I made Swing Thing for mostly casual audiences, but I couldn't resist the temptation to ramp it up to tough-as-nails as the game progressed. Its premise is simple: tap the screen at just the right time to jump from swing to swing. The timing of that tap is the only control the player has; there are no other controls.
Each swing produces its own isolated 180 degree arc -- it doesn't matter what velocity the character had when he initially grabbed the swing. A swing can be approached multiple ways and still produce the same jump opportunities. This allowed me to be inventive with the level design, and allows the player to be inventive with solutions.
My impulse to create Swing Thing was that I wanted to make a game my Grandma could play on her iPad. I also couldn't help but notice how many of my friends, who I never knew to be "gamers" in the typical sense, were playing games on their phone! Suddenly I felt like there was an outlet for me to share my passion with the people in my everyday life. Making a game for casual audiences alone would bore me -- but my friends? That was extremely inspiring.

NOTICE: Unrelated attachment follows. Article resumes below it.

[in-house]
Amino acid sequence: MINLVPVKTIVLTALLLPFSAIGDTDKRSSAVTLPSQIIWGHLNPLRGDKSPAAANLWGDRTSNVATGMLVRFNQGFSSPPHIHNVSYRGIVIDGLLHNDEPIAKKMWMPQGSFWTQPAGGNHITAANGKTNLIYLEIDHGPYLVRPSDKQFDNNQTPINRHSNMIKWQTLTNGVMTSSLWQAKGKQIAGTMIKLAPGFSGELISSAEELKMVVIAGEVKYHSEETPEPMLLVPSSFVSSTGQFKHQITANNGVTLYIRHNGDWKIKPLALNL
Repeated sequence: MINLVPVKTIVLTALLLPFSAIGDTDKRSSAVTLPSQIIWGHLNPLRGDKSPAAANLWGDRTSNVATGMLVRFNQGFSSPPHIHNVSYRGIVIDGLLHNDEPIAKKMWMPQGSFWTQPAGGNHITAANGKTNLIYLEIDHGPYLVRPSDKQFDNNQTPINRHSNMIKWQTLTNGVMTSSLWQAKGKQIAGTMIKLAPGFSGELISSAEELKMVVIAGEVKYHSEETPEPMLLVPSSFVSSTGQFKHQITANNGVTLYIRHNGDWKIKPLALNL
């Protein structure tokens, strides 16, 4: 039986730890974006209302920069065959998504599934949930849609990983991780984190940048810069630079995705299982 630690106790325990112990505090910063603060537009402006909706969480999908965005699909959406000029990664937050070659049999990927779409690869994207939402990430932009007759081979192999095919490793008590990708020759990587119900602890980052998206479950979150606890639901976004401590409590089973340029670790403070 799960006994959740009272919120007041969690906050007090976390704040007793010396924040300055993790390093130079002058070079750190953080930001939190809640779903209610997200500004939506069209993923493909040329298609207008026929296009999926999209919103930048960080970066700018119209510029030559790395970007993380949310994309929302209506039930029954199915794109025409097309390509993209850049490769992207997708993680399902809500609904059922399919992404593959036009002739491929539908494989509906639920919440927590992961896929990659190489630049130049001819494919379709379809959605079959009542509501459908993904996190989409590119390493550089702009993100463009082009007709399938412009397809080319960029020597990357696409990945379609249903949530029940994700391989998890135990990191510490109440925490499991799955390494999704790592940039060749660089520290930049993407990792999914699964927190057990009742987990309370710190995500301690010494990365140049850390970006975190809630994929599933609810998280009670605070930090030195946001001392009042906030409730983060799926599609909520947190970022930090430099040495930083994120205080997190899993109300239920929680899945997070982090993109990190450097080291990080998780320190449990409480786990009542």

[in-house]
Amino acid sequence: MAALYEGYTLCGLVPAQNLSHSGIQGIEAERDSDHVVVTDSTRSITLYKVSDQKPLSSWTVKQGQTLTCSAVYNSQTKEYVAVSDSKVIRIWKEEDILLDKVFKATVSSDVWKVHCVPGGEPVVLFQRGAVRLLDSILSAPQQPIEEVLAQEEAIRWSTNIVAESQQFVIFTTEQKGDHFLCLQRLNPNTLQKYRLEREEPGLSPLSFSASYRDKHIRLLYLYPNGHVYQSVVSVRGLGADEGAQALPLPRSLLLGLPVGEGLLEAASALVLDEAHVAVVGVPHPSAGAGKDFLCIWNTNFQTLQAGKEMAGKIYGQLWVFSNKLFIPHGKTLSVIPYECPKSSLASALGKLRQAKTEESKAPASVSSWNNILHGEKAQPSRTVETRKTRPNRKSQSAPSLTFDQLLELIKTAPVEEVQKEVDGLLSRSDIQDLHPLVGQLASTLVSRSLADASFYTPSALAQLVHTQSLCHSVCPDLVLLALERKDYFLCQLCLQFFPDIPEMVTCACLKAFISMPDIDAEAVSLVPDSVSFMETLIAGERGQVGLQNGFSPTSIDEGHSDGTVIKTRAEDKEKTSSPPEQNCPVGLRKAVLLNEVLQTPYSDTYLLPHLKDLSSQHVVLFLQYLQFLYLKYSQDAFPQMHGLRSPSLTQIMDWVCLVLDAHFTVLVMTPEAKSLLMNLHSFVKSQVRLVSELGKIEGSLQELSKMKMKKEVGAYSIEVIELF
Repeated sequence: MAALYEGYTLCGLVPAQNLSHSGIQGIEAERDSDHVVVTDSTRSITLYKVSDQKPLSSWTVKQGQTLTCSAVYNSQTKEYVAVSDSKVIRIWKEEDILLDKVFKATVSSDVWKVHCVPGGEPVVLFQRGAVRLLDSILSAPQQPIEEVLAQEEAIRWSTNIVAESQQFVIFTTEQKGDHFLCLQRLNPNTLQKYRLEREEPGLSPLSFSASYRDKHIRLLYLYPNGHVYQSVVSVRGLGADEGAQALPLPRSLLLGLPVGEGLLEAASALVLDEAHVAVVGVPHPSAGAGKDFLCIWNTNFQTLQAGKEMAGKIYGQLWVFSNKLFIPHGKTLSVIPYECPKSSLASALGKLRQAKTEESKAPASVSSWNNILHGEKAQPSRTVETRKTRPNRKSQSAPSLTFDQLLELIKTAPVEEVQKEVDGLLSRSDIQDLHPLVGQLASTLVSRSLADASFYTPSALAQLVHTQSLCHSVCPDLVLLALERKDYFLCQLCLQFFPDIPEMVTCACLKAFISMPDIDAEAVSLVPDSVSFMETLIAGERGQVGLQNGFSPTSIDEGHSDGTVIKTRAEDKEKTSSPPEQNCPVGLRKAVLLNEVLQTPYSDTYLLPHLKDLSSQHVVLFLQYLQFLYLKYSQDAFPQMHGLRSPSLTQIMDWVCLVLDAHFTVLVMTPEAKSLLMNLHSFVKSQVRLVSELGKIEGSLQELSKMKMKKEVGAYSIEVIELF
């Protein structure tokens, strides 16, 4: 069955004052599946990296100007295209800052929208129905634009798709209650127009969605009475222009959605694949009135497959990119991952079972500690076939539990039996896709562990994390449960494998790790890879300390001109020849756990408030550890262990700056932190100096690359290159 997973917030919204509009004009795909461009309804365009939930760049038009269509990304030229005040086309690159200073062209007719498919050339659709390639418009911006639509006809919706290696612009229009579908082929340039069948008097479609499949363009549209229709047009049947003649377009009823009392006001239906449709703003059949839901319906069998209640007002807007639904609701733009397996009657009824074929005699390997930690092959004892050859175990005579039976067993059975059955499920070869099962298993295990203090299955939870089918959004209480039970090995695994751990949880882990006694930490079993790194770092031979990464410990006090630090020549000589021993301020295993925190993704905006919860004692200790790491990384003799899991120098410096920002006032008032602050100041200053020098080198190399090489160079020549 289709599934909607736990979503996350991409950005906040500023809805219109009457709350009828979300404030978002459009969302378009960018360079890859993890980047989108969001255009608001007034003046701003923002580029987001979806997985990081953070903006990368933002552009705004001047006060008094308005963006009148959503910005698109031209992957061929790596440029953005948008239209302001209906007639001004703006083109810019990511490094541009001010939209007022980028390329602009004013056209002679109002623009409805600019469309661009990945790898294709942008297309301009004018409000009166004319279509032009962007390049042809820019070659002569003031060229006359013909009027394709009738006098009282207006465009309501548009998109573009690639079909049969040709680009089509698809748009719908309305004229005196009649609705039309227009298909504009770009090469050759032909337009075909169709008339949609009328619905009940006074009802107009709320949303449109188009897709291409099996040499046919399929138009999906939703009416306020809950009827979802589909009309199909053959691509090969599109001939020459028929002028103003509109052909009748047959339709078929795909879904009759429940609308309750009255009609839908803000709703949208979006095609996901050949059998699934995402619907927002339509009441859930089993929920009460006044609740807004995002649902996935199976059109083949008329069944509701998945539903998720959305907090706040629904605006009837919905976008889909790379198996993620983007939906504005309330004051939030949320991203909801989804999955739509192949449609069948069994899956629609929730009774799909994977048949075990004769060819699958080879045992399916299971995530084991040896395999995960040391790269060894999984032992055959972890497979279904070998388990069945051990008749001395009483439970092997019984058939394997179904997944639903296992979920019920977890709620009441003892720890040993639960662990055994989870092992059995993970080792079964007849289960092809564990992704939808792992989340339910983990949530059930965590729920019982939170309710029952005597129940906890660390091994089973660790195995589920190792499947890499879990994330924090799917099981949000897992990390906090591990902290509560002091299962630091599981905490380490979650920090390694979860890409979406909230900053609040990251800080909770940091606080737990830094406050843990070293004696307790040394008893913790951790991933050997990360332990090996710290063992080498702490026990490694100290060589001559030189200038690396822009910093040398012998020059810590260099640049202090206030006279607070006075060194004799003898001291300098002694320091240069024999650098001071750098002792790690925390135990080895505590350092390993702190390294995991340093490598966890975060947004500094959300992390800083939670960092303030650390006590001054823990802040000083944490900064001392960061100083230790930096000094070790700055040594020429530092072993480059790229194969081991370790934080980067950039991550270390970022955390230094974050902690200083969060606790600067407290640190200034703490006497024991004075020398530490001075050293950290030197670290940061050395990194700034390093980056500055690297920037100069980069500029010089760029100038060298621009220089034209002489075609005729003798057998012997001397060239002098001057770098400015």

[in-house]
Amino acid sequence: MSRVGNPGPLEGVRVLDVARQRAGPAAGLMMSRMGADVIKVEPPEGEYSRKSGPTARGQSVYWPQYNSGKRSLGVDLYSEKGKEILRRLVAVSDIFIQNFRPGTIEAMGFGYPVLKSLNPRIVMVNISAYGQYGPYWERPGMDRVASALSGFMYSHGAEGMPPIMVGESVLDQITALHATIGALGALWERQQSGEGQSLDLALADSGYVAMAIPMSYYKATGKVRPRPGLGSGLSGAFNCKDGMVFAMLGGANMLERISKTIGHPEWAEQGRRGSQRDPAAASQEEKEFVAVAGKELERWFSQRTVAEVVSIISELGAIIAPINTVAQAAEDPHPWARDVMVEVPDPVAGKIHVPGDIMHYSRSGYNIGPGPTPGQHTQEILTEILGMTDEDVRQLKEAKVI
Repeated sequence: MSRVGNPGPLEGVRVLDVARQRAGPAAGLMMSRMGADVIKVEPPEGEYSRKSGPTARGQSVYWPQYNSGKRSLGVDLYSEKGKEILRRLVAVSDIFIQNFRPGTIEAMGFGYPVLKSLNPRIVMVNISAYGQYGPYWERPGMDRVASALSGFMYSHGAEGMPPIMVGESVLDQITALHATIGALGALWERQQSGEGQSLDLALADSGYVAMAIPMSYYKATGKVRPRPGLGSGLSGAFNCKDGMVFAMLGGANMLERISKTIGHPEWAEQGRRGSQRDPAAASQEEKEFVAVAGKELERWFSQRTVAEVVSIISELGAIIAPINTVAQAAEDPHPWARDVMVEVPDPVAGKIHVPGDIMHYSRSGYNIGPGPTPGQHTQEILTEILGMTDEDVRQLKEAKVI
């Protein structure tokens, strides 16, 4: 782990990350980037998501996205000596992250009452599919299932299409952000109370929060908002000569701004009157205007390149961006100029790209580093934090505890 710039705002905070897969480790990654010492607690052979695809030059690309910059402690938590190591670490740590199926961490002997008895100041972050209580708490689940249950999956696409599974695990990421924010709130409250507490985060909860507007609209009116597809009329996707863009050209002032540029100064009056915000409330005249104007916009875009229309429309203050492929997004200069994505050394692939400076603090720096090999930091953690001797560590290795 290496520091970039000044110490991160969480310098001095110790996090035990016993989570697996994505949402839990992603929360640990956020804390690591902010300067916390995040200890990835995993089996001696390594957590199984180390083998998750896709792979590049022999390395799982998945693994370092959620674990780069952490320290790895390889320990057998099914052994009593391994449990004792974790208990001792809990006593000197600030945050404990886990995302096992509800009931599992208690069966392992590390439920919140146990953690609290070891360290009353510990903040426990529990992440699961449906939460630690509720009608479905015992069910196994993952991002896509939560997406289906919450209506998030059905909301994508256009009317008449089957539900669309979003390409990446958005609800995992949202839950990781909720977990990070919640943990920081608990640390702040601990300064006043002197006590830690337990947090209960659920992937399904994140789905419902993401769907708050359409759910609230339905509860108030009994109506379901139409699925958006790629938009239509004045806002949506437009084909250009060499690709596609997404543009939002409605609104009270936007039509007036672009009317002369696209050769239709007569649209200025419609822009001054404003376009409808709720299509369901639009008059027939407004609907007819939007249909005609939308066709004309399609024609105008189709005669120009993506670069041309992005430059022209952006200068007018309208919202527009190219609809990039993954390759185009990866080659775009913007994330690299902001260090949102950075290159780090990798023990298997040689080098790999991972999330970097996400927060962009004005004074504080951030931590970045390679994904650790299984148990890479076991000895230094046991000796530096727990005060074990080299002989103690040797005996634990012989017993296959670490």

I suppose I was also looking for a solution to a problem: how do you make an engaging platformer on a touch-screen device? I'd been playing the classic Sonic re-releases on Android, and they are wonderful, wonderful ports. I am grateful for them. However -- at no fault of the developer -- the controls leave something desired. In no way did I find a solution to that problem, but the idea for the controls of Swing Thing came from my daydreaming on it. I wish the touch-screen friendly gameplay could have leant itself better to exploration, but Swing Thing is done, and that's something to consider for my next game.
I had a lot of fun and a lot of grief in developing Swing Thing. Making it felt like the right thing to be doing at the right time, and rarely have I been able to say that. I hope it brings everyone else a lot of joy. And even some grief, as long as no one smashes their phone.